Centering Text on a WPF Shape

In a WPF application I am building right now, I had a need to create different sets of shapes and put some text within those shapes. The various shapes I needed were things like rectangles, circles, ellipses and triangles. WPF can create these shapes; however, shapes in WPF are not containers, so you cannot add any text inside of them. This article will show you how to put text into each of these shapes in a couple of different ways.

Using a Border Control

If you wish to put text into an Ellipse, you can simulate this using a Border control and play with the Width, Padding and CornerRadius properties of this control. Below is some sample code that draws text like that shown in Figure 1.

<Border CornerRadius="50"
        Width="60"
        Margin="10"
        Padding="4"
        Background="Aquamarine"
        BorderBrush="Black"
        BorderThickness="1">
   <TextBlock HorizontalAlignment="Center">Test</TextBlock>
</Border>

Figure 1 
Figure 1: Using a Border control to simulate an ellipse.

You can set the width and height of the Border control to create a circle as well. Below is some XAML that creates a circle with text in the middle as shown in Figure 2.

<Border CornerRadius="50"
        Width="60"
        Height="60"
        Margin="10"
        Padding="0,20,0,0"
        Background="Aquamarine"
        BorderBrush="Black"
        BorderThickness="1">
  <TextBlock HorizontalAlignment="Center">Test
  </TextBlock>
</Border>

 

Figure 2: Using a Border control to simulate a circle.

Using a VisualBrush

If you wish to use a Triangle and put some text within that triangle, you will need to use a Polygon control to create that triangle. For example, here is code to create a triangle without any words in it.

<Polygon Points="25,0 5,30 45,30"
         Fill="LightBlue"
         Stroke="Black"
         StrokeThickness="2" />

To add words, like that shown in Figure 3, you need to use this Polygon control as the background of a TextBlock control. The XAML shown below is what is used to create Figure 3.

<TextBlock Text="Test"
           Width="50"
           Height="50"
           Padding="13,28,0,0">
   <TextBlock.Background>
     <VisualBrush>
       <VisualBrush.Visual>
          <Polygon Points="25,0 5,30 45,30"
                   Fill="LightBlue"
                   Stroke="Black"
                   StrokeThickness="2" />
       </VisualBrush.Visual>
     </VisualBrush>
   </TextBlock.Background>
</TextBlock>

There are two keys to this XAML. First, you use the VisualBrush object of the Background of the TextBlock object to give you a place to put the Polygon control. Secondly, depending on the Text that you fill into the TextBlock control, and the width and height of the TextBlock control, you will need to play with the Padding property to align the text to the correct location. Take the above XAML and put it in a new window and then adjust the height, width and text values. You will see that you need to adjust the Padding property to make the text fall into the correct location.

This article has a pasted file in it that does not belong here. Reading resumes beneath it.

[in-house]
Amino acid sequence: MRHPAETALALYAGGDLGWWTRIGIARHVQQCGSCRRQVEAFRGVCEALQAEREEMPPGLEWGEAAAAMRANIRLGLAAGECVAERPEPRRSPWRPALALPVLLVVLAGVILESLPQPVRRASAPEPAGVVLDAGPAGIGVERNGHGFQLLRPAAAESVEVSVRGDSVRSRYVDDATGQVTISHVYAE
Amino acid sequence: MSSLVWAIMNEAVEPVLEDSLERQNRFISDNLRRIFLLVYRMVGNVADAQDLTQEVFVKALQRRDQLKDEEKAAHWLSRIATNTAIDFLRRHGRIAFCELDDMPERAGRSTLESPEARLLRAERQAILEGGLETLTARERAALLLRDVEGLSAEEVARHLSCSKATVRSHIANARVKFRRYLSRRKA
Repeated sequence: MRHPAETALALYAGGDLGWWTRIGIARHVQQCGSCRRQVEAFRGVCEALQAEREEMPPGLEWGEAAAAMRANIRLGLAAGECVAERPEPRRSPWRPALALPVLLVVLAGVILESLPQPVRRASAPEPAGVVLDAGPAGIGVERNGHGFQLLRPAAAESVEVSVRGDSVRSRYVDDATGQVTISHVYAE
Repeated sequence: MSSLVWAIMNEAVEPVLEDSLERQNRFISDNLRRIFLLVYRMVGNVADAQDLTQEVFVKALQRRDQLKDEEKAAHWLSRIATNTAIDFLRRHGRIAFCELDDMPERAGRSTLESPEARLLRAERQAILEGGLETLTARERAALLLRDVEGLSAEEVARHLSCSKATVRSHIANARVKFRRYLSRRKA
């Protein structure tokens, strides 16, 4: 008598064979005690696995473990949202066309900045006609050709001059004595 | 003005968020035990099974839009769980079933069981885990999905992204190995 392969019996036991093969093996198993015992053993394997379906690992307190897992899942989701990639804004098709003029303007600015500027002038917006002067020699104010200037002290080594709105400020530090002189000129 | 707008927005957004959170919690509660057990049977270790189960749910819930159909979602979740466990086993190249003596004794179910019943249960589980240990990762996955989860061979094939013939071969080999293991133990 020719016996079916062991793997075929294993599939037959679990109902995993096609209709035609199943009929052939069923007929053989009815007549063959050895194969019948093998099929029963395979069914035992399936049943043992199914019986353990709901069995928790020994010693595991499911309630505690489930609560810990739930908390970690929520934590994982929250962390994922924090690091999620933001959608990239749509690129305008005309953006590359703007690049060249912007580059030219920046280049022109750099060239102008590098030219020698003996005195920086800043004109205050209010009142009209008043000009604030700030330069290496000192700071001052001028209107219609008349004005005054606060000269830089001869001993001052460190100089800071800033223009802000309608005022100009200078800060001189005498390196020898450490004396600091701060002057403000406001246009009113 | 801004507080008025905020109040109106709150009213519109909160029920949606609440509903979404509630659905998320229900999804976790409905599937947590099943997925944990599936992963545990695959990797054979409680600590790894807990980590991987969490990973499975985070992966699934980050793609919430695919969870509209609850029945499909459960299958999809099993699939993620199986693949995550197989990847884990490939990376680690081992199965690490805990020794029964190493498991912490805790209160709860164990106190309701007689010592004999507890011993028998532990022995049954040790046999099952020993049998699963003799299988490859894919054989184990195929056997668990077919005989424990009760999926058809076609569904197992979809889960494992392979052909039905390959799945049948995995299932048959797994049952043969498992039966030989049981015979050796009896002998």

Figure 3: Using a Visual Brush.

Here is another example of a Visual Brush, this time using an Ellipse control. The results of this XAML can be seen in Figure 4.

<TextBlock Text="Test"
           Height="40"
           Width="40"
           Padding="8,10,0,0">
  <TextBlock.Background>
    <VisualBrush>
      <VisualBrush.Visual>
         <Ellipse Height="20"
                  Width="20"
                  Fill="LightBlue" />
      </VisualBrush.Visual>
    </VisualBrush>
  </TextBlock.Background>
</TextBlock>

Notice the Padding is different from the Padding used when using the Polygon control. You will need to make minor adjustments based on the shape that you are using and the height and width of the control, and the text you are putting into the TextBlock.

 
Figure 4: Using an Ellipse as the background for a TextBlock

Summary

This article presented a couple of different methods of placing text in the middle of shape objects in WPF. You do have to do some tweaking of properties to get the text to appear in the middle of the shape, but for many uses, these techniques work well. In my next blog post, I will show you how to use a Canvas, a Shape, a TextBlock and a multi-binding value converter to center the text automatically.

 

NOTE: You can download the complete sample code at my website. http://www.pdsa.com/downloads. Choose Tips & Tricks, then "WPF Text and Shapes" from the drop-down.

Good Luck With Your Coding,
Paul Sheriff

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